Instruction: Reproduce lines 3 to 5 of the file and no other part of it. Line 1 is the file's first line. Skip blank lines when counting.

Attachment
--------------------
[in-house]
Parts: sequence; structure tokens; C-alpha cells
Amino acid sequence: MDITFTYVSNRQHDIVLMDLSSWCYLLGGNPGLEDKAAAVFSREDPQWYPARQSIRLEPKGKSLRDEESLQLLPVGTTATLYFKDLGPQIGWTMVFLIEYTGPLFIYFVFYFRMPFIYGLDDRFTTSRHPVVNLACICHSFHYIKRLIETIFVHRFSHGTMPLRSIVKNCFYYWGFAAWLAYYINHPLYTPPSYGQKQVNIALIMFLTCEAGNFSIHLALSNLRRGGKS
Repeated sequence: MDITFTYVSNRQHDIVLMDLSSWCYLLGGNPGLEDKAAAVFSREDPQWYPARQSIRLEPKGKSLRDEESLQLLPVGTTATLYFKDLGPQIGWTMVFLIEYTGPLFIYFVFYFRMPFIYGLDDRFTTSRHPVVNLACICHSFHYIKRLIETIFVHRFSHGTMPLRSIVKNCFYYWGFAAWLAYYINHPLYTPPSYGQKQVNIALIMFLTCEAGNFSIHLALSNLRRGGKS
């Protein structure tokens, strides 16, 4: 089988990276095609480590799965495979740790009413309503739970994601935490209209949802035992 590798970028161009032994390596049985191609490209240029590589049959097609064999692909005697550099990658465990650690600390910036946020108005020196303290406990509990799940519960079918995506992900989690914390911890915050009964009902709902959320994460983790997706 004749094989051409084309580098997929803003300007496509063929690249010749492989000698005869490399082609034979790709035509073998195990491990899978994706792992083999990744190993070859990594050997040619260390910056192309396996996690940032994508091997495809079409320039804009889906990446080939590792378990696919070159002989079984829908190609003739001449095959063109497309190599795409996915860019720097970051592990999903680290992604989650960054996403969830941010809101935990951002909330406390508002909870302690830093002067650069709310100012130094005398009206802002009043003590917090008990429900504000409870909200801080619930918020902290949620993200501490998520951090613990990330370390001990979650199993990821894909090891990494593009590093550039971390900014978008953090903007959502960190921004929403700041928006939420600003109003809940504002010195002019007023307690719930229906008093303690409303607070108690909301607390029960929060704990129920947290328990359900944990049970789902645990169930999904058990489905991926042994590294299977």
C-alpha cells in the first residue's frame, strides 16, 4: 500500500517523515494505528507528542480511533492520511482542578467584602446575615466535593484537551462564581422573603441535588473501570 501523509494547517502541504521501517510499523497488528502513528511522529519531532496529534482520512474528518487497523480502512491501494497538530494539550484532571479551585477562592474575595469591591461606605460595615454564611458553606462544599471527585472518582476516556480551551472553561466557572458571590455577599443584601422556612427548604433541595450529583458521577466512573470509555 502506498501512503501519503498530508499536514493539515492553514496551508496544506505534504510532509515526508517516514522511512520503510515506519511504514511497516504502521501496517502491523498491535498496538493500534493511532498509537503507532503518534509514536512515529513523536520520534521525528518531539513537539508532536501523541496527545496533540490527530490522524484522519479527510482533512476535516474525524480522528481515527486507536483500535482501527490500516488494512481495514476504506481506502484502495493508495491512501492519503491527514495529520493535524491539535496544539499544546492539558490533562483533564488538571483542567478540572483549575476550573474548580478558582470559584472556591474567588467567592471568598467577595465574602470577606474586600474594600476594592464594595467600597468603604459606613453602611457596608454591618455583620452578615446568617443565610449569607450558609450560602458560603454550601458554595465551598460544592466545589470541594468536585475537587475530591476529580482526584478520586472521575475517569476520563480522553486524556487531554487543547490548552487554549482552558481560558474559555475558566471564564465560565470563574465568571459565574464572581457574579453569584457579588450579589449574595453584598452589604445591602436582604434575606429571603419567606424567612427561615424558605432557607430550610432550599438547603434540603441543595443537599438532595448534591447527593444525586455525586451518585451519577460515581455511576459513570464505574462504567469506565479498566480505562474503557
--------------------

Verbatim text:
Amino acid sequence: MDITFTYVSNRQHDIVLMDLSSWCYLLGGNPGLEDKAAAVFSREDPQWYPARQSIRLEPKGKSLRDEESLQLLPVGTTATLYFKDLGPQIGWTMVFLIEYTGPLFIYFVFYFRMPFIYGLDDRFTTSRHPVVNLACICHSFHYIKRLIETIFVHRFSHGTMPLRSIVKNCFYYWGFAAWLAYYINHPLYTPPSYGQKQVNIALIMFLTCEAGNFSIHLALSNLRRGGKS
Repeated sequence: MDITFTYVSNRQHDIVLMDLSSWCYLLGGNPGLEDKAAAVFSREDPQWYPARQSIRLEPKGKSLRDEESLQLLPVGTTATLYFKDLGPQIGWTMVFLIEYTGPLFIYFVFYFRMPFIYGLDDRFTTSRHPVVNLACICHSFHYIKRLIETIFVHRFSHGTMPLRSIVKNCFYYWGFAAWLAYYINHPLYTPPSYGQKQVNIALIMFLTCEAGNFSIHLALSNLRRGGKS
């Protein structure tokens, strides 16, 4: 089988990276095609480590799965495979740790009413309503739970994601935490209209949802035992 590798970028161009032994390596049985191609490209240029590589049959097609064999692909005697550099990658465990650690600390910036946020108005020196303290406990509990799940519960079918995506992900989690914390911890915050009964009902709902959320994460983790997706 004749094989051409084309580098997929803003300007496509063929690249010749492989000698005869490399082609034979790709035509073998195990491990899978994706792992083999990744190993070859990594050997040619260390910056192309396996996690940032994508091997495809079409320039804009889906990446080939590792378990696919070159002989079984829908190609003739001449095959063109497309190599795409996915860019720097970051592990999903680290992604989650960054996403969830941010809101935990951002909330406390508002909870302690830093002067650069709310100012130094005398009206802002009043003590917090008990429900504000409870909200801080619930918020902290949620993200501490998520951090613990990330370390001990979650199993990821894909090891990494593009590093550039971390900014978008953090903007959502960190921004929403700041928006939420600003109003809940504002010195002019007023307690719930229906008093303690409303607070108690909301607390029960929060704990129920947290328990359900944990049970789902645990169930999904058990489905991926042994590294299977």